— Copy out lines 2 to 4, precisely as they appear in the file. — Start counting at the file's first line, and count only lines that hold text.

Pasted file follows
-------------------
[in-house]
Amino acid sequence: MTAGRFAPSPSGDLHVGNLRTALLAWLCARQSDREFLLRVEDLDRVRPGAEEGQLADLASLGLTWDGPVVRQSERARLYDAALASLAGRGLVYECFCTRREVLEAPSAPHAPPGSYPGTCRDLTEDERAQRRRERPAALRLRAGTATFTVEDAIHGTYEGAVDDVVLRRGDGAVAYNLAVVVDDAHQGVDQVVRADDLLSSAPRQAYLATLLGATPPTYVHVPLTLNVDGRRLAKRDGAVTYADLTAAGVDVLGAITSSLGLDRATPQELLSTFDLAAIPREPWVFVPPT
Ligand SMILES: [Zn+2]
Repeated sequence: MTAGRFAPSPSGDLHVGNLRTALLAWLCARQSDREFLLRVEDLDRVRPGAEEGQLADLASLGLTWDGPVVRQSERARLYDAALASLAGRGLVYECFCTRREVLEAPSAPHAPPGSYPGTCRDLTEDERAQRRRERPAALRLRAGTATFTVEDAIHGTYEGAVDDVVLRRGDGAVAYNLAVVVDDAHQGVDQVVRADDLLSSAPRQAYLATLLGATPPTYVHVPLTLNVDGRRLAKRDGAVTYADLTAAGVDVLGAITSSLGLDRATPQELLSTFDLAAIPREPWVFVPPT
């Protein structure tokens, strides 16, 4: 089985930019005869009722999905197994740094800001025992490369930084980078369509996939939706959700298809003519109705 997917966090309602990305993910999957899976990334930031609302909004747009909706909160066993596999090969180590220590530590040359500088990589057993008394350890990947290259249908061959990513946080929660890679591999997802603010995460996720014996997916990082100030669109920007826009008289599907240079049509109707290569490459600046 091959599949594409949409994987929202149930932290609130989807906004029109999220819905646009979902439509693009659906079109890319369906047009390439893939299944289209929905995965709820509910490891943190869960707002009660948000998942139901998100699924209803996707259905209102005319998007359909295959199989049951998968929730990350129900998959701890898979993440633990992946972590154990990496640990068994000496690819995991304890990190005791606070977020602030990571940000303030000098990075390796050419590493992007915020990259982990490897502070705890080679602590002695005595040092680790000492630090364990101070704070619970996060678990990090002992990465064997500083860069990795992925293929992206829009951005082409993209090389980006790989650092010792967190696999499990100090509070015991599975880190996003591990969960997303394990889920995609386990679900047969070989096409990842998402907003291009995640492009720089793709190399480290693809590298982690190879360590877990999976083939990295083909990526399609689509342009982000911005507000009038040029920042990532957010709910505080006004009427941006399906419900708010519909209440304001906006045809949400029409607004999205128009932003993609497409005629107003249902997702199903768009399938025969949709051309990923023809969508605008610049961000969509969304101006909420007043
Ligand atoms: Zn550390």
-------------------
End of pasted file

Amino acid sequence: MTAGRFAPSPSGDLHVGNLRTALLAWLCARQSDREFLLRVEDLDRVRPGAEEGQLADLASLGLTWDGPVVRQSERARLYDAALASLAGRGLVYECFCTRREVLEAPSAPHAPPGSYPGTCRDLTEDERAQRRRERPAALRLRAGTATFTVEDAIHGTYEGAVDDVVLRRGDGAVAYNLAVVVDDAHQGVDQVVRADDLLSSAPRQAYLATLLGATPPTYVHVPLTLNVDGRRLAKRDGAVTYADLTAAGVDVLGAITSSLGLDRATPQELLSTFDLAAIPREPWVFVPPT
Ligand SMILES: [Zn+2]
Repeated sequence: MTAGRFAPSPSGDLHVGNLRTALLAWLCARQSDREFLLRVEDLDRVRPGAEEGQLADLASLGLTWDGPVVRQSERARLYDAALASLAGRGLVYECFCTRREVLEAPSAPHAPPGSYPGTCRDLTEDERAQRRRERPAALRLRAGTATFTVEDAIHGTYEGAVDDVVLRRGDGAVAYNLAVVVDDAHQGVDQVVRADDLLSSAPRQAYLATLLGATPPTYVHVPLTLNVDGRRLAKRDGAVTYADLTAAGVDVLGAITSSLGLDRATPQELLSTFDLAAIPREPWVFVPPT